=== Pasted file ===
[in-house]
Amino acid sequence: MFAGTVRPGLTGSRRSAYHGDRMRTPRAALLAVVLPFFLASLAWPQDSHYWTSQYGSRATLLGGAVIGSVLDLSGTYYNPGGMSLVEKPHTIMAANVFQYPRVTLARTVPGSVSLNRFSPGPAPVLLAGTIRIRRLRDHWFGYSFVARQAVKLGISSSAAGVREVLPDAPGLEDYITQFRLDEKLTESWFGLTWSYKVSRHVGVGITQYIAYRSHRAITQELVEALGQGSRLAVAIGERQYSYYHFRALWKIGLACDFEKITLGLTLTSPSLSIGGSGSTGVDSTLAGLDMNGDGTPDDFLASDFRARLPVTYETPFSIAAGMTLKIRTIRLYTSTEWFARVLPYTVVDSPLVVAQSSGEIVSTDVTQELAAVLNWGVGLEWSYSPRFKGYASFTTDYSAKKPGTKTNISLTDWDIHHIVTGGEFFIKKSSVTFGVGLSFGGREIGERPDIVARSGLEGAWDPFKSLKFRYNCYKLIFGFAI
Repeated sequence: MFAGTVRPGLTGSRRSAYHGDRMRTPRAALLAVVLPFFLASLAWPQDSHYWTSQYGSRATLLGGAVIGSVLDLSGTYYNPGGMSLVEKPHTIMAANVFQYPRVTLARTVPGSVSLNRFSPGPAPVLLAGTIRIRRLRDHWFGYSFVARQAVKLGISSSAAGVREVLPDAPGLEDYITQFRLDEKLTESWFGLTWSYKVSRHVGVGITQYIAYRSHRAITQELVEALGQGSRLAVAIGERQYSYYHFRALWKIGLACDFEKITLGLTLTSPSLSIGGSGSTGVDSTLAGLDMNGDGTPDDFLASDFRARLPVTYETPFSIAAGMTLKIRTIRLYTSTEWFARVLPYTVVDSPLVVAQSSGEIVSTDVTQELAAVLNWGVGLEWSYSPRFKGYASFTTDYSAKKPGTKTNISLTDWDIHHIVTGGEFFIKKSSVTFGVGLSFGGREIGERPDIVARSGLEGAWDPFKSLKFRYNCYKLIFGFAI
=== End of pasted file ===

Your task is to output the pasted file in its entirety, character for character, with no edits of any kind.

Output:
[in-house]
Amino acid sequence: MFAGTVRPGLTGSRRSAYHGDRMRTPRAALLAVVLPFFLASLAWPQDSHYWTSQYGSRATLLGGAVIGSVLDLSGTYYNPGGMSLVEKPHTIMAANVFQYPRVTLARTVPGSVSLNRFSPGPAPVLLAGTIRIRRLRDHWFGYSFVARQAVKLGISSSAAGVREVLPDAPGLEDYITQFRLDEKLTESWFGLTWSYKVSRHVGVGITQYIAYRSHRAITQELVEALGQGSRLAVAIGERQYSYYHFRALWKIGLACDFEKITLGLTLTSPSLSIGGSGSTGVDSTLAGLDMNGDGTPDDFLASDFRARLPVTYETPFSIAAGMTLKIRTIRLYTSTEWFARVLPYTVVDSPLVVAQSSGEIVSTDVTQELAAVLNWGVGLEWSYSPRFKGYASFTTDYSAKKPGTKTNISLTDWDIHHIVTGGEFFIKKSSVTFGVGLSFGGREIGERPDIVARSGLEGAWDPFKSLKFRYNCYKLIFGFAI
Repeated sequence: MFAGTVRPGLTGSRRSAYHGDRMRTPRAALLAVVLPFFLASLAWPQDSHYWTSQYGSRATLLGGAVIGSVLDLSGTYYNPGGMSLVEKPHTIMAANVFQYPRVTLARTVPGSVSLNRFSPGPAPVLLAGTIRIRRLRDHWFGYSFVARQAVKLGISSSAAGVREVLPDAPGLEDYITQFRLDEKLTESWFGLTWSYKVSRHVGVGITQYIAYRSHRAITQELVEALGQGSRLAVAIGERQYSYYHFRALWKIGLACDFEKITLGLTLTSPSLSIGGSGSTGVDSTLAGLDMNGDGTPDDFLASDFRARLPVTYETPFSIAAGMTLKIRTIRLYTSTEWFARVLPYTVVDSPLVVAQSSGEIVSTDVTQELAAVLNWGVGLEWSYSPRFKGYASFTTDYSAKKPGTKTNISLTDWDIHHIVTGGEFFIKKSSVTFGVGLSFGGREIGERPDIVARSGLEGAWDPFKSLKFRYNCYKLIFGFAI